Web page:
Melissa Lawson and Tinamarie Ivey in
"Memories," Volume 1 in the year-long project
called Shades of Grey, by Signature Stage. It
plays this weekend only at the Eureka Theater.
Posted by Picasa

Don't Forget to Remember: Memories at Signature Stage

There are these paradoxes: theatre, like movies, TV and major-publisher literature, is increasingly created by the young, to the extent that a writer for the Dramatist Guild’s magazine felt compelled to bravely suggest that good new plays could actually be written by playwrights over the age of 30. Yet theatre audiences are consistently and increasingly older.

And while arts and entertainment coverage in the local press is increasingly skewed to a young demographic (which is statistically less likely to read newspapers), Humboldt County’s population trends older.

But there are some attempts on local stages to address aspects of later life. For the past few seasons Ferndale Rep has produced a senior show, and brought this year’s play—by Humboldt’s own Dave Silverbrand—to the Eureka Theatre, where, not entirely coincidentally, the resident company called Signature Stage is beginning a year-long project exploring issues of aging called Shades of Grey.”

Dan Stone and Tinamarie Ivey, founders of Signature Stage, together with the multi-talented Melissa Lawson and the omni-talented Gretha Omey, created the first show in this series, entitled “Memories,” on stage at the Eureka Theatre this weekend.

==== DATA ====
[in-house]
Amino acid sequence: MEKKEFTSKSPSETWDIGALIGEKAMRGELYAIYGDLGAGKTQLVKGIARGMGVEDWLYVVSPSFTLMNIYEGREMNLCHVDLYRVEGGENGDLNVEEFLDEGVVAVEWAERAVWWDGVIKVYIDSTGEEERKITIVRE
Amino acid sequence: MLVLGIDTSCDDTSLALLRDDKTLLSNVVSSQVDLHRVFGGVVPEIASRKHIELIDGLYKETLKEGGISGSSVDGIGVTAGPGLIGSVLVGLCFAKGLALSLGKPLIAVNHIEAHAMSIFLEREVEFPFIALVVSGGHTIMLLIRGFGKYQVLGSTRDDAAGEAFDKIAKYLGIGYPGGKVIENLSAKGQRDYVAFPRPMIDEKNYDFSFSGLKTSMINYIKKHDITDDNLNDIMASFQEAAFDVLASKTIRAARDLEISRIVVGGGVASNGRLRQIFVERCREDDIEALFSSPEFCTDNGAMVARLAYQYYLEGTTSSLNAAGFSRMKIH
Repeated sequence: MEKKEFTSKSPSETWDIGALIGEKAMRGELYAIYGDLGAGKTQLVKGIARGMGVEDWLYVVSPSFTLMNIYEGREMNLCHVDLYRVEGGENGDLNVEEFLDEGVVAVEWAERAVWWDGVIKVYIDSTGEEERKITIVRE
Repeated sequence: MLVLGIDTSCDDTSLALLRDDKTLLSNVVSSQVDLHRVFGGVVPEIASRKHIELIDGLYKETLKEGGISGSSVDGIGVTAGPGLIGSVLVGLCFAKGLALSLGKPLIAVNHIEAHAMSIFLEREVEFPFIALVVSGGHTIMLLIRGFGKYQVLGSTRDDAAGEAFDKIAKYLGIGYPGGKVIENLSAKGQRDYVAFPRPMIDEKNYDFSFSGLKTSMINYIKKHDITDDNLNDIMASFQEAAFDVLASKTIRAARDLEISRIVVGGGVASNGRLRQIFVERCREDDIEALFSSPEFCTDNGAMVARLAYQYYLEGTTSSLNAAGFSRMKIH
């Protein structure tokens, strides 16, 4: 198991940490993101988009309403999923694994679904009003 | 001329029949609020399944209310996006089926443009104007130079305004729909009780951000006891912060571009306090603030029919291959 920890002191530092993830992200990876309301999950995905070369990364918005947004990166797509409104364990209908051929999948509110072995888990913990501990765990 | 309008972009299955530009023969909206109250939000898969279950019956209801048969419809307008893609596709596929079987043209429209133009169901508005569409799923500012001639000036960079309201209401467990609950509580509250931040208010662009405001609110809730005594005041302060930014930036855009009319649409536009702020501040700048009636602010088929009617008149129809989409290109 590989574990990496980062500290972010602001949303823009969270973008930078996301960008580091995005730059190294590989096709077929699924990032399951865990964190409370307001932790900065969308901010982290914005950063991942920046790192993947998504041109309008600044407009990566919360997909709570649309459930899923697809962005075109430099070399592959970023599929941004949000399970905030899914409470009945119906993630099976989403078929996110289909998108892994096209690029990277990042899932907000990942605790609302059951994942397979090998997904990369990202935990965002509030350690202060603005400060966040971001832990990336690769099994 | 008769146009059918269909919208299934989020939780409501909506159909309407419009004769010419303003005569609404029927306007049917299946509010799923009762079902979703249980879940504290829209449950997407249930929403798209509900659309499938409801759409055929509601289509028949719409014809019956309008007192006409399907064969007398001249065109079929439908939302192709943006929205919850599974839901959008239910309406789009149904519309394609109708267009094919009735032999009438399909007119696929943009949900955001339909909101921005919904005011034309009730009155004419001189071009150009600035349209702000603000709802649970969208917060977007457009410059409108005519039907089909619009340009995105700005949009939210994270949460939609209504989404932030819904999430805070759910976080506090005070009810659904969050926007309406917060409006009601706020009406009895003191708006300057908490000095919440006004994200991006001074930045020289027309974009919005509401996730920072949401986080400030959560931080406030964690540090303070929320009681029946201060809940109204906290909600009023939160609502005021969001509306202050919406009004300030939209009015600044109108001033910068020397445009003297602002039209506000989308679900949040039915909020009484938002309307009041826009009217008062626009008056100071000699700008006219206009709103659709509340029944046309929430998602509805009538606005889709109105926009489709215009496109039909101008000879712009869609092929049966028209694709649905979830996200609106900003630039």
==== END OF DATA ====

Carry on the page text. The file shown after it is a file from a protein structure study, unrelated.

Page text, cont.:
“Memories” is a theatrical mash-up of three plays that deal in different ways with the subject: Samuel Beckett’s Krapp’s Last Tape and Lost by Mary Louise Wilson, bookended by slices of Beckett’s Come and Go. After interviews and interactions with seniors, the ensemble created this experimental work-in-progress, which uses masks, movement, light and music as well as speech to suggest the fluid logic of dreams and memories.

As Gretha Omey suggested in the talk-back after the first preview performance last weekend, experimental theatre is by its nature more open to individual impressions. So here are mine:

The basic staging of Omey on one side interpreting snippets of Krapp’s Last Tape, while Lawson and Ivey performed scenes from Lost on the other worked well to evoke two perspectives on the topic: On the one side, the tragic or at least melancholic outcome of a man’s dimly recalled recurrent illusions, obsessions, unfulfilled promise and other losses, are emphasized by Omey’s slowly eloquent gestures. On the other, the apparently farcical preparations of two high-spirited women (delightfully performed by Lawson and Ivey) getting ready for a night out, feature so many consecutive senior moments that it takes forever for them to get out the door. Yet there are absurdly comic aspects to Krapp (even more so in the full Beckett play), and poignancy in the ladies who are lost.

All three performers enliven the evocative masks created by Dan Stone, who also edited the texts and directed. In moments when the characters reverted to youth, the masks came off to reveal the person inside, who is always younger than proclaimed by the mask each is forced by age to wear. Lighting (by Dan Stone) and especially the music (composed by Dan Stone) were essential to the performance. The Eureka Theatre is a huge place, but all of these elements contributed to the success of this intimate experiment. Maybe it’s the product of a youth misspent in movie palaces, but I’m comfortable in that theatre.